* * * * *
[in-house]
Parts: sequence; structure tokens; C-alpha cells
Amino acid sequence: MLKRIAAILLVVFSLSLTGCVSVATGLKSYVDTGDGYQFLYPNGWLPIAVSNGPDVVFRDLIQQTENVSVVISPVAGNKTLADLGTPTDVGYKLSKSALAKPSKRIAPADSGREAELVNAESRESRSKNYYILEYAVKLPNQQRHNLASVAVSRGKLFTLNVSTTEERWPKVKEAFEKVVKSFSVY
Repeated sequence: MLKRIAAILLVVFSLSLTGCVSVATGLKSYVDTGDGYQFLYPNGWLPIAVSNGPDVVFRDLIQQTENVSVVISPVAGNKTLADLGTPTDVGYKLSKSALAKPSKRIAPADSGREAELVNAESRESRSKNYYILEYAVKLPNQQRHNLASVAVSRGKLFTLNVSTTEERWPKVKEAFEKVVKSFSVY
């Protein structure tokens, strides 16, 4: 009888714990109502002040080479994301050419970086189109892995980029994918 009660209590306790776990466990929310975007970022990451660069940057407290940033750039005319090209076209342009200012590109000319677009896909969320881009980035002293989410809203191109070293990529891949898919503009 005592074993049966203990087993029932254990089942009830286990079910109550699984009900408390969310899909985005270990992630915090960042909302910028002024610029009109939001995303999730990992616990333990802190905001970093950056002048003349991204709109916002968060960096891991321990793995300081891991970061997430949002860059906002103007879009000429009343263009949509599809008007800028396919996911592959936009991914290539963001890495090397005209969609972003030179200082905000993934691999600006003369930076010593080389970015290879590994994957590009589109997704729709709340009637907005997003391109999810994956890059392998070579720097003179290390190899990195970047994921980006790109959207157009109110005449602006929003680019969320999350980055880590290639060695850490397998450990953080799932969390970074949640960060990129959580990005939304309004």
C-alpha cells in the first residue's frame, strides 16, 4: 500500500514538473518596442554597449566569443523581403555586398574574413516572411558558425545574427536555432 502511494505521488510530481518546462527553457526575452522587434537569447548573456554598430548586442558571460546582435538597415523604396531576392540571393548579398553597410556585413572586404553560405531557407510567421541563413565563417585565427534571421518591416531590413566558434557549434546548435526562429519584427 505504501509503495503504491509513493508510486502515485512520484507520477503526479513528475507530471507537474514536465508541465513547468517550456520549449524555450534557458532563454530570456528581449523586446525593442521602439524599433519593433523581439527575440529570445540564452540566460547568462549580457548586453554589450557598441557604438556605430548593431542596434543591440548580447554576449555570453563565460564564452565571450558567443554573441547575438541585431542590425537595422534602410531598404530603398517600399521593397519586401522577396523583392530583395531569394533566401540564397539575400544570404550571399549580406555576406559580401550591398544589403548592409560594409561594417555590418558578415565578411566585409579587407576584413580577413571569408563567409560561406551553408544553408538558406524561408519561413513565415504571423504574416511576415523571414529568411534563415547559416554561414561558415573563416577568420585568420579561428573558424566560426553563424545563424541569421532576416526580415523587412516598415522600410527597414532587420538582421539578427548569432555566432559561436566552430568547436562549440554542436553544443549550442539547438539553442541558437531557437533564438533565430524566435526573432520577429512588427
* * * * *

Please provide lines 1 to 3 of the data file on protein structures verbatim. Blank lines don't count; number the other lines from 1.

[in-house]
Parts: sequence; structure tokens; C-alpha cells
Amino acid sequence: MLKRIAAILLVVFSLSLTGCVSVATGLKSYVDTGDGYQFLYPNGWLPIAVSNGPDVVFRDLIQQTENVSVVISPVAGNKTLADLGTPTDVGYKLSKSALAKPSKRIAPADSGREAELVNAESRESRSKNYYILEYAVKLPNQQRHNLASVAVSRGKLFTLNVSTTEERWPKVKEAFEKVVKSFSVY